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The NCAA reduces Penn State's sanctions and starts paddling back to shore

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Unforgivable things happened at Penn State. The NCAA's arbitrary reaction to those things has yet to do anyone any good, but don't expect the NCAA to learn that.

Matthew O'Haren-USA TODAY Sports

The NCAA's punishment of Penn State football players and coaches for the Jerry Sandusky scandal was never a fitting punishment. It never could've been. We said this before and immediately after the scholarship sanctions, bowl ban, and assorted other penalties were handed out.

An imperfect metaphor: it was a traffic court trying to punish an act of international terrorism. Imperfect because traffic courts involve legitimate judicial processes.

Tuesday, the NCAA announced that Penn State's scholarship sanctions are being reduced, effectively giving the Nittany Lions the chance to have a full roster by 2016, not 2018. The NCAA is also considering lifting that four-year bowl ban early. All of this, according to the NCAA, is due to good behavior. Good behavior by people who were not even working, coaching, or playing at Penn State when Sandusky's crimes were committed.

There are something like three ways of looking at this:

  1. The NCAA knows it's all out of public good will and wanted to do something nice for somebody.
  2. The NCAA was genuinely impressed by Penn State's efforts and elected to change its previous decision.
  3. The NCAA will do business in a more flexible manner from now on, with regular look-ins throughout the course of a school's time in sanctions land.

NCAA president Mark Emmert assures you it is not the latter:

Two things:

1. No NCAA case should be "seen as a precedent" for handling other cases. There is a Byzantine algorithm and a cement block of a rule book and a decoder magnifying glass, and certain actions produce certain results. Cooperating with the NCAA almost always means a much lighter sentence, for one. But when it comes to the big cases, punishments amount to what feels good for the NCAA at the moment.

USC lost a national championship, a Heisman Trophy, 30 scholarships, and two years' worth of bowl bans. All for some money, which Reggie Bush's position coach allegedly knew about. Ohio State lost nine scholarships and a potential national championship for its coach looking the other way while players sold their property.

Compare those numbers to the sanctions originally handed to Penn State for allegedly covering up Sandusky's decades-long spree of horror: 40 scholarships, a four-year bowl ban, two vacated Big Ten titles, and others*.

There is no math by which child rape is only two or three times as bad as a superstar athlete being paid. When the NCAA chose** to take on the crimes that happened at Penn State, its only logical option was to blast the football program to hell. The NCAA could've left the matter to actual authorities, or it could've deleted the program. Anything in between: a grandstanding farce.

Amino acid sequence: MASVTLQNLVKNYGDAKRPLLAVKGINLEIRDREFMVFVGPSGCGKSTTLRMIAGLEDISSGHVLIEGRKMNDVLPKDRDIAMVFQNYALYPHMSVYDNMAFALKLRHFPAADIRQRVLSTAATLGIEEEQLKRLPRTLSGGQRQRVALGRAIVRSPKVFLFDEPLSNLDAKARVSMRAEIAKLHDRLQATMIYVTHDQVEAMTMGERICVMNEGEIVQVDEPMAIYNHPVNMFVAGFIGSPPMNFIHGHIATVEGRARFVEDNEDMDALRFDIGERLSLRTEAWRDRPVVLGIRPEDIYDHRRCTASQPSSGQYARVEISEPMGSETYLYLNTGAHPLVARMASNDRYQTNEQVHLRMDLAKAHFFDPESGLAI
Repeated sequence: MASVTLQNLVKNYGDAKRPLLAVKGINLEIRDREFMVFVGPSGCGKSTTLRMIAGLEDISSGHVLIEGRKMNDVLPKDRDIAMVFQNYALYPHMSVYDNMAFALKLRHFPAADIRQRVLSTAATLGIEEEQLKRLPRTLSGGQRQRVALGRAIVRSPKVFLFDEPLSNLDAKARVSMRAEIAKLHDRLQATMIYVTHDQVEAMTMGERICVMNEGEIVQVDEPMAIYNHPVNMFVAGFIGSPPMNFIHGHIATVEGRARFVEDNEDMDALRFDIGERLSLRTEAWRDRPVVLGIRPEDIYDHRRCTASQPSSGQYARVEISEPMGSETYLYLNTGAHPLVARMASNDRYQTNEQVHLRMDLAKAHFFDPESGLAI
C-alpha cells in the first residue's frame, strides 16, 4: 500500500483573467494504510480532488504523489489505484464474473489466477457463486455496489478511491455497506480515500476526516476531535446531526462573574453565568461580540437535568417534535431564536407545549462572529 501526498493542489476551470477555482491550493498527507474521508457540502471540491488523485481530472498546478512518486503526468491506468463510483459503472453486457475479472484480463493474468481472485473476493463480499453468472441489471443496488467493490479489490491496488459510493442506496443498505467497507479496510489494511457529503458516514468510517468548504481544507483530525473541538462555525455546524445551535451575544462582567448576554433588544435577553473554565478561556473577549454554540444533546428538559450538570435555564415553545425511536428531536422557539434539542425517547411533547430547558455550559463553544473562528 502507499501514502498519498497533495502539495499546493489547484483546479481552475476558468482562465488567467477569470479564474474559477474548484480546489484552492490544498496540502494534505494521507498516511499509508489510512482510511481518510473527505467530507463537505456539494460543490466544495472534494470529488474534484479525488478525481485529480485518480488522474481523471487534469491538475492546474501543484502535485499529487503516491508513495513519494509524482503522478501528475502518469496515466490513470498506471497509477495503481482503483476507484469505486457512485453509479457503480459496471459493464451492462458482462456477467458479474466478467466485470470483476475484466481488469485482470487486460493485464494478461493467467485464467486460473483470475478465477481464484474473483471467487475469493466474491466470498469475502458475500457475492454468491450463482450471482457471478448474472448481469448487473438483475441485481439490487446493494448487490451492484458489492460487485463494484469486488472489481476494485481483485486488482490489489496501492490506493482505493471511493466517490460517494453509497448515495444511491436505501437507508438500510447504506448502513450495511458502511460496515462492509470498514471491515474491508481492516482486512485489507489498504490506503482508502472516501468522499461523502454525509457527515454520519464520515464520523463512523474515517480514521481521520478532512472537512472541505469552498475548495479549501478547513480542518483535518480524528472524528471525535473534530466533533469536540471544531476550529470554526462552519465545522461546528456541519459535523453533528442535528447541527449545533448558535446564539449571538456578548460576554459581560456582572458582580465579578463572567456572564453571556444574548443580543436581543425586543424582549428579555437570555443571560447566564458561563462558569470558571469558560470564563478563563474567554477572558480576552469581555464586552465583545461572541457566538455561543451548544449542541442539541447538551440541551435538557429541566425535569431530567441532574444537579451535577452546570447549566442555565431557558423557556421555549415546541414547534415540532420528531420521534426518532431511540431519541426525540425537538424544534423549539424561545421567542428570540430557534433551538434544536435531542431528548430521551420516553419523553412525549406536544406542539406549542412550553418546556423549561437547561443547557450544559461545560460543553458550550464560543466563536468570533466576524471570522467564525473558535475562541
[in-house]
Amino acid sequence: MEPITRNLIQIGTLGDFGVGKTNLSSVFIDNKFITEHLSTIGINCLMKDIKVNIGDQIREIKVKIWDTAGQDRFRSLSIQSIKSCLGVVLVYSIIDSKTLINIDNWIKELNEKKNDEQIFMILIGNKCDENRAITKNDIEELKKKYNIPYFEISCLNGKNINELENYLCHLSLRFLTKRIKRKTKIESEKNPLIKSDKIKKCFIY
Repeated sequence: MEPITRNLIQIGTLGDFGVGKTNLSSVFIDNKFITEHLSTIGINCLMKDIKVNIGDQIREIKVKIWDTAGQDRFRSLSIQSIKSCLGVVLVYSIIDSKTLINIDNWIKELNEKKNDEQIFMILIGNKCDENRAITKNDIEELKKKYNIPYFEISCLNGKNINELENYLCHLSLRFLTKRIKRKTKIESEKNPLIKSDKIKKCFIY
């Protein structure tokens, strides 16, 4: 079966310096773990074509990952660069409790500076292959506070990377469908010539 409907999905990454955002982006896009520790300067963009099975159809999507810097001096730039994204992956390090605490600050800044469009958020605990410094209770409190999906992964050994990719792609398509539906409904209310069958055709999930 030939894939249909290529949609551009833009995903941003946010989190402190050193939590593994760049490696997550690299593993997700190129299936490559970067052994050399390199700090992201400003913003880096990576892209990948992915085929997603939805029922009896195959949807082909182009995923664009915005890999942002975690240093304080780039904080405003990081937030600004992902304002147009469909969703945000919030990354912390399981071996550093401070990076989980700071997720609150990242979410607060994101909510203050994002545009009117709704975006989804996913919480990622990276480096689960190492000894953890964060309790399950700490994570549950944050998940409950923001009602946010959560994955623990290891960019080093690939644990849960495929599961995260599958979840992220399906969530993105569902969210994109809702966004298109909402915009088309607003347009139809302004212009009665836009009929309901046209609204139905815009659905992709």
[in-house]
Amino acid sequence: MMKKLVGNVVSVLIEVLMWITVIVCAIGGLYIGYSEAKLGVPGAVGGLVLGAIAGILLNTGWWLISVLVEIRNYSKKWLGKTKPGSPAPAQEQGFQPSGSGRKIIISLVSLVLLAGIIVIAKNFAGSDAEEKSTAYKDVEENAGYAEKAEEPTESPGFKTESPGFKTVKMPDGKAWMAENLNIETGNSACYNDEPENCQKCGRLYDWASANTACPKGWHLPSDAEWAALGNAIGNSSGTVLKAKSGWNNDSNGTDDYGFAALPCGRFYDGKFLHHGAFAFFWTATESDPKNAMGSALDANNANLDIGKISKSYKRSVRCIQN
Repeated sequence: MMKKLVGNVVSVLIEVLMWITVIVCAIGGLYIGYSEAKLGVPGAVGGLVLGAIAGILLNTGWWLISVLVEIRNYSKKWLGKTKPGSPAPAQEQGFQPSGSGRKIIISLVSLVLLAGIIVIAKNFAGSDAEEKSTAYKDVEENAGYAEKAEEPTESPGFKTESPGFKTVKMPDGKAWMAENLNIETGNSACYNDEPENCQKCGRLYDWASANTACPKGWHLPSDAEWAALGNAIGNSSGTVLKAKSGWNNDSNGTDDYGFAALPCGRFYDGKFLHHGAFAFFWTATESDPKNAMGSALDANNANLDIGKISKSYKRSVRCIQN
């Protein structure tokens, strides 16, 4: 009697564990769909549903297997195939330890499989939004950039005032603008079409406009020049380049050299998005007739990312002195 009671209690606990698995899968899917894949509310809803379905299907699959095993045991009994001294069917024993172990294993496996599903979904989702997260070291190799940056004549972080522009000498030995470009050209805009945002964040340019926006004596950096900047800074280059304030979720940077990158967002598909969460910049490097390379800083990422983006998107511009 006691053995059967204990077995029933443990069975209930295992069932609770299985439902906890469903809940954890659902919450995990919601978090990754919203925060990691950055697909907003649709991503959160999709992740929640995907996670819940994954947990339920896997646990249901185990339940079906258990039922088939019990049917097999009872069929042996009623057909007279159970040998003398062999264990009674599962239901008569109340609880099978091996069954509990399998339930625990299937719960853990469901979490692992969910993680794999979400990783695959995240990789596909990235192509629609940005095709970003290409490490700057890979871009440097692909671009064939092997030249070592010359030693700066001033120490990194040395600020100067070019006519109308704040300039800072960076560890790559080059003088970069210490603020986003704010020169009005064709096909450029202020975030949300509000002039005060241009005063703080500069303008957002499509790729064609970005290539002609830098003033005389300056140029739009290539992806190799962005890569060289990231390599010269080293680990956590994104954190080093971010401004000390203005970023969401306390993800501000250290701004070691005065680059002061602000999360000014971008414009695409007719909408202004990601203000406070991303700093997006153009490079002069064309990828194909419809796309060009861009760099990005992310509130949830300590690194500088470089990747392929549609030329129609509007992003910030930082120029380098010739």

The NCAA was proud of itself for dealing Penn State players and coaches a heavy blow for the sins of predecessors, but by daring to even translate a monster rampage into bowl games, the NCAA proved precedent was a concept never in its grasp to begin with.

* The one sanction that actually made the world a better place, of course, is that $60 million fine, which is to be put toward child abuse victims. And even that's tangled in NCAA muck.

** Chose, since it didn't have to do anything. The NCAA is meant to govern athlete eligibility, not crimes. No athlete's eligibility was at stake. It waded out of the waters it charted for itself, and now it's paddling back.

2. All major NCAA cases are handled in "extraordinary" manners. The Miami case has yet to be concluded, despite the Canes missing two bowl games already, the NCAA's own investigation into the NCAA's investigation of Miami being botched, investigation personnel fleeing for the institutions they were tasked with investigating, and both Miami and the ACC openly calling for the whole thing to end. Is this not an extraordinary case?

The Oregon investigation into a recruiting agent being paid in 2010 concluded in June 2013. The guilty party, Chip Kelly, was blackballed from college football for 18 months despite almost certainly being employed by the Philadelphia Eagles for the entire 18 months. The remaining football program was dinged for ... employing Chip Kelly? This wasn't an extraordinary case, I take it.

What about USC and Ohio State made them ordinary? Please point me to the most by-the-book, orderly major NCAA sanctions case, one that made sense to most reasonable people at the time and still holds up today, given how the governing body has handled other major cases since.

Penn State officials did not do everything they could to have Jerry Sandusky jailed. Sandusky will die a lonely, despised man with a broken brain. We'll never know exactly how culpable those officials were, but they're all gone. Joe Paterno is departed, as is his statue. Former president Graham Spanier, former vice president Gary Schultz, and former athletic director Tim Curley all face potential prison time and have lost their careers. The university's name is still tarnished.

None of this changes the fact that Sandusky spent his last years as a free man damaging as many human lives as he could. What that ever had to do with the National Collegiate Athletic Association, we'll never know.

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